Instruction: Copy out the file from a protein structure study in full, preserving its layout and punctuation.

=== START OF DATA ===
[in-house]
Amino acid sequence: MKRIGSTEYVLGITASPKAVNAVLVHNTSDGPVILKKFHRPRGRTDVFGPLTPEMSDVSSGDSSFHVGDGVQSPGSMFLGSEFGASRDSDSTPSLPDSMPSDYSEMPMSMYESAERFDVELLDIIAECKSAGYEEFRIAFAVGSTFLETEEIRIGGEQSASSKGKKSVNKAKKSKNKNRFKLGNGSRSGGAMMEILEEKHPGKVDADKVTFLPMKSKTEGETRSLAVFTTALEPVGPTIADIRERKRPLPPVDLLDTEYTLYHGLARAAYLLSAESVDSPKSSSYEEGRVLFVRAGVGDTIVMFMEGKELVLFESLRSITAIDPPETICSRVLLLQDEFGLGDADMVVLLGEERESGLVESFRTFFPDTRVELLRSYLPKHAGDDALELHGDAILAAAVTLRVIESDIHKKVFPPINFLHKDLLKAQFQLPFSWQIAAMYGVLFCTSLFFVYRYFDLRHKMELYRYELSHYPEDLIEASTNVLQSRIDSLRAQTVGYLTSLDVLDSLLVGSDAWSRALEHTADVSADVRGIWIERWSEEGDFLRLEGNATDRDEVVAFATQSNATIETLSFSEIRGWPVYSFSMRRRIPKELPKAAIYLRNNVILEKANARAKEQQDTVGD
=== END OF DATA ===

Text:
[in-house]
Amino acid sequence: MKRIGSTEYVLGITASPKAVNAVLVHNTSDGPVILKKFHRPRGRTDVFGPLTPEMSDVSSGDSSFHVGDGVQSPGSMFLGSEFGASRDSDSTPSLPDSMPSDYSEMPMSMYESAERFDVELLDIIAECKSAGYEEFRIAFAVGSTFLETEEIRIGGEQSASSKGKKSVNKAKKSKNKNRFKLGNGSRSGGAMMEILEEKHPGKVDADKVTFLPMKSKTEGETRSLAVFTTALEPVGPTIADIRERKRPLPPVDLLDTEYTLYHGLARAAYLLSAESVDSPKSSSYEEGRVLFVRAGVGDTIVMFMEGKELVLFESLRSITAIDPPETICSRVLLLQDEFGLGDADMVVLLGEERESGLVESFRTFFPDTRVELLRSYLPKHAGDDALELHGDAILAAAVTLRVIESDIHKKVFPPINFLHKDLLKAQFQLPFSWQIAAMYGVLFCTSLFFVYRYFDLRHKMELYRYELSHYPEDLIEASTNVLQSRIDSLRAQTVGYLTSLDVLDSLLVGSDAWSRALEHTADVSADVRGIWIERWSEEGDFLRLEGNATDRDEVVAFATQSNATIETLSFSEIRGWPVYSFSMRRRIPKELPKAAIYLRNNVILEKANARAKEQQDTVGD